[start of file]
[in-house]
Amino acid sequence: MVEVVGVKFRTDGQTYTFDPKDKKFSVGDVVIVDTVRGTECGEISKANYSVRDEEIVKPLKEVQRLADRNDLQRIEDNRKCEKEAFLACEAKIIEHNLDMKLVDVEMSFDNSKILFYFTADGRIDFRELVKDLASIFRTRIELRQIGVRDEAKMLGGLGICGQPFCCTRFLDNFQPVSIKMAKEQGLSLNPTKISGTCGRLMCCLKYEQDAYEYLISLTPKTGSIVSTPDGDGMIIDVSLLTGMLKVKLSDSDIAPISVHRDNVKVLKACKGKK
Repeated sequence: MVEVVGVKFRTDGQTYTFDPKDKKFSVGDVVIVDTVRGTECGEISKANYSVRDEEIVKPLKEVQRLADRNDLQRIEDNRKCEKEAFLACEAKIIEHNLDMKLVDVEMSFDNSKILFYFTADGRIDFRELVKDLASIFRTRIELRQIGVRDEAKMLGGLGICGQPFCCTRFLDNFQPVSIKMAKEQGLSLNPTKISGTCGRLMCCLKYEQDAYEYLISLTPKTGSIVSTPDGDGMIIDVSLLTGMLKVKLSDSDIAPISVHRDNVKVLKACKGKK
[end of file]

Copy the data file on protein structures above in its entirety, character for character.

[in-house]
Amino acid sequence: MVEVVGVKFRTDGQTYTFDPKDKKFSVGDVVIVDTVRGTECGEISKANYSVRDEEIVKPLKEVQRLADRNDLQRIEDNRKCEKEAFLACEAKIIEHNLDMKLVDVEMSFDNSKILFYFTADGRIDFRELVKDLASIFRTRIELRQIGVRDEAKMLGGLGICGQPFCCTRFLDNFQPVSIKMAKEQGLSLNPTKISGTCGRLMCCLKYEQDAYEYLISLTPKTGSIVSTPDGDGMIIDVSLLTGMLKVKLSDSDIAPISVHRDNVKVLKACKGKK
Repeated sequence: MVEVVGVKFRTDGQTYTFDPKDKKFSVGDVVIVDTVRGTECGEISKANYSVRDEEIVKPLKEVQRLADRNDLQRIEDNRKCEKEAFLACEAKIIEHNLDMKLVDVEMSFDNSKILFYFTADGRIDFRELVKDLASIFRTRIELRQIGVRDEAKMLGGLGICGQPFCCTRFLDNFQPVSIKMAKEQGLSLNPTKISGTCGRLMCCLKYEQDAYEYLISLTPKTGSIVSTPDGDGMIIDVSLLTGMLKVKLSDSDIAPISVHRDNVKVLKACKGKK